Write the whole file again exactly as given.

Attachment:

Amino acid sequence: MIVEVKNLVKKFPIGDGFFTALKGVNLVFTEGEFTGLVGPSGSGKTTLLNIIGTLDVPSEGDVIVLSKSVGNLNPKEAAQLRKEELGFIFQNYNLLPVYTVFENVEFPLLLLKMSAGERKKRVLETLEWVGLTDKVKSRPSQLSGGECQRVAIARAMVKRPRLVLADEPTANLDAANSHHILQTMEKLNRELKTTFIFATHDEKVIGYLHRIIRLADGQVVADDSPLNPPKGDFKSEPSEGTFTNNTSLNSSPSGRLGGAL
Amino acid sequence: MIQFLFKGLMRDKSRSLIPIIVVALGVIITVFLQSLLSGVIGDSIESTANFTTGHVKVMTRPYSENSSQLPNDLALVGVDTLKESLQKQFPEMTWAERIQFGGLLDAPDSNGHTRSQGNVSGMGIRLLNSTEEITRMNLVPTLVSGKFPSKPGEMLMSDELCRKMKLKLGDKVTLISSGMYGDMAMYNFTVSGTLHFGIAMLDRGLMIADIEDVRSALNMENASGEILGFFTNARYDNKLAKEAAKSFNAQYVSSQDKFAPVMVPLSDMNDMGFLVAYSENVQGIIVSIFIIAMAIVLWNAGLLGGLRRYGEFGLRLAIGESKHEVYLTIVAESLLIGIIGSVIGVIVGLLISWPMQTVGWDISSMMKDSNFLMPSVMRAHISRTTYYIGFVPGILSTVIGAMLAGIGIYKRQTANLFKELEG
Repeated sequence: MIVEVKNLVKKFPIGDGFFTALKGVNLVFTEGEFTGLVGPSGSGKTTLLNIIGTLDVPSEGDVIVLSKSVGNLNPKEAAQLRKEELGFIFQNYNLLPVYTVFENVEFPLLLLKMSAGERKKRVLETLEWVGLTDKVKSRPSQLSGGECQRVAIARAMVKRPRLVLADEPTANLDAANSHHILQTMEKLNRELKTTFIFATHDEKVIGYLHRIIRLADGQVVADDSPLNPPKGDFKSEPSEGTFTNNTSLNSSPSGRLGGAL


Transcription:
Amino acid sequence: MIVEVKNLVKKFPIGDGFFTALKGVNLVFTEGEFTGLVGPSGSGKTTLLNIIGTLDVPSEGDVIVLSKSVGNLNPKEAAQLRKEELGFIFQNYNLLPVYTVFENVEFPLLLLKMSAGERKKRVLETLEWVGLTDKVKSRPSQLSGGECQRVAIARAMVKRPRLVLADEPTANLDAANSHHILQTMEKLNRELKTTFIFATHDEKVIGYLHRIIRLADGQVVADDSPLNPPKGDFKSEPSEGTFTNNTSLNSSPSGRLGGAL
Amino acid sequence: MIQFLFKGLMRDKSRSLIPIIVVALGVIITVFLQSLLSGVIGDSIESTANFTTGHVKVMTRPYSENSSQLPNDLALVGVDTLKESLQKQFPEMTWAERIQFGGLLDAPDSNGHTRSQGNVSGMGIRLLNSTEEITRMNLVPTLVSGKFPSKPGEMLMSDELCRKMKLKLGDKVTLISSGMYGDMAMYNFTVSGTLHFGIAMLDRGLMIADIEDVRSALNMENASGEILGFFTNARYDNKLAKEAAKSFNAQYVSSQDKFAPVMVPLSDMNDMGFLVAYSENVQGIIVSIFIIAMAIVLWNAGLLGGLRRYGEFGLRLAIGESKHEVYLTIVAESLLIGIIGSVIGVIVGLLISWPMQTVGWDISSMMKDSNFLMPSVMRAHISRTTYYIGFVPGILSTVIGAMLAGIGIYKRQTANLFKELEG
Repeated sequence: MIVEVKNLVKKFPIGDGFFTALKGVNLVFTEGEFTGLVGPSGSGKTTLLNIIGTLDVPSEGDVIVLSKSVGNLNPKEAAQLRKEELGFIFQNYNLLPVYTVFENVEFPLLLLKMSAGERKKRVLETLEWVGLTDKVKSRPSQLSGGECQRVAIARAMVKRPRLVLADEPTANLDAANSHHILQTMEKLNRELKTTFIFATHDEKVIGYLHRIIRLADGQVVADDSPLNPPKGDFKSEPSEGTFTNNTSLNSSPSGRLGGAL